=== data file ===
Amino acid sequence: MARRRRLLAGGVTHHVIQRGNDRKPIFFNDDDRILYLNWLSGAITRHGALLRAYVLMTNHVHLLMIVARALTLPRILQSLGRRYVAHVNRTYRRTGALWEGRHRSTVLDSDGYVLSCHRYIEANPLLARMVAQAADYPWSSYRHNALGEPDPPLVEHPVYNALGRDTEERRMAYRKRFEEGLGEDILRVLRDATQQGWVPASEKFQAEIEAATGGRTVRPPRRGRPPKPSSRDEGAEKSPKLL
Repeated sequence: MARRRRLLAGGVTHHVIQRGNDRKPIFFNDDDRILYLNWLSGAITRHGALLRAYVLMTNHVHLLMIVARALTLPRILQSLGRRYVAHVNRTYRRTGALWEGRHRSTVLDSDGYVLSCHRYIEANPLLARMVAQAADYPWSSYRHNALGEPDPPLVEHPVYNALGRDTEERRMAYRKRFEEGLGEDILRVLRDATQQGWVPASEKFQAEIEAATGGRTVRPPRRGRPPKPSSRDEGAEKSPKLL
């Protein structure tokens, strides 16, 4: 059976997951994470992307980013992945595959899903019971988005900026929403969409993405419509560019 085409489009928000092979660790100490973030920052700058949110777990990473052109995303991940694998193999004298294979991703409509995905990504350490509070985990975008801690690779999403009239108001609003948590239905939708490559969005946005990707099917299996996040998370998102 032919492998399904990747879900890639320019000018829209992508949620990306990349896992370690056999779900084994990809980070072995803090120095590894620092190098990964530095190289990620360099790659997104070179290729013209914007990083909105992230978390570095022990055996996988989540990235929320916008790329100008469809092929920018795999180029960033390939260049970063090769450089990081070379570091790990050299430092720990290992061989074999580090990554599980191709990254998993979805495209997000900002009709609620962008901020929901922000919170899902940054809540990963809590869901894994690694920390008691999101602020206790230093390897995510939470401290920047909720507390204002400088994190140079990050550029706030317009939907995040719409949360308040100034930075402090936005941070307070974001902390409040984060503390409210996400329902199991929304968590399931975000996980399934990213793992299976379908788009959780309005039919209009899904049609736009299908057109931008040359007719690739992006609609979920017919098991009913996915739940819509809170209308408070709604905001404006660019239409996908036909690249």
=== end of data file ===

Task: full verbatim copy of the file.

Amino acid sequence: MARRRRLLAGGVTHHVIQRGNDRKPIFFNDDDRILYLNWLSGAITRHGALLRAYVLMTNHVHLLMIVARALTLPRILQSLGRRYVAHVNRTYRRTGALWEGRHRSTVLDSDGYVLSCHRYIEANPLLARMVAQAADYPWSSYRHNALGEPDPPLVEHPVYNALGRDTEERRMAYRKRFEEGLGEDILRVLRDATQQGWVPASEKFQAEIEAATGGRTVRPPRRGRPPKPSSRDEGAEKSPKLL
Repeated sequence: MARRRRLLAGGVTHHVIQRGNDRKPIFFNDDDRILYLNWLSGAITRHGALLRAYVLMTNHVHLLMIVARALTLPRILQSLGRRYVAHVNRTYRRTGALWEGRHRSTVLDSDGYVLSCHRYIEANPLLARMVAQAADYPWSSYRHNALGEPDPPLVEHPVYNALGRDTEERRMAYRKRFEEGLGEDILRVLRDATQQGWVPASEKFQAEIEAATGGRTVRPPRRGRPPKPSSRDEGAEKSPKLL
């Protein structure tokens, strides 16, 4: 059976997951994470992307980013992945595959899903019971988005900026929403969409993405419509560019 085409489009928000092979660790100490973030920052700058949110777990990473052109995303991940694998193999004298294979991703409509995905990504350490509070985990975008801690690779999403009239108001609003948590239905939708490559969005946005990707099917299996996040998370998102 032919492998399904990747879900890639320019000018829209992508949620990306990349896992370690056999779900084994990809980070072995803090120095590894620092190098990964530095190289990620360099790659997104070179290729013209914007990083909105992230978390570095022990055996996988989540990235929320916008790329100008469809092929920018795999180029960033390939260049970063090769450089990081070379570091790990050299430092720990290992061989074999580090990554599980191709990254998993979805495209997000900002009709609620962008901020929901922000919170899902940054809540990963809590869901894994690694920390008691999101602020206790230093390897995510939470401290920047909720507390204002400088994190140079990050550029706030317009939907995040719409949360308040100034930075402090936005941070307070974001902390409040984060503390409210996400329902199991929304968590399931975000996980399934990213793992299976379908788009959780309005039919209009899904049609736009299908057109931008040359007719690739992006609609979920017919098991009913996915739940819509809170209308408070709604905001404006660019239409996908036909690249």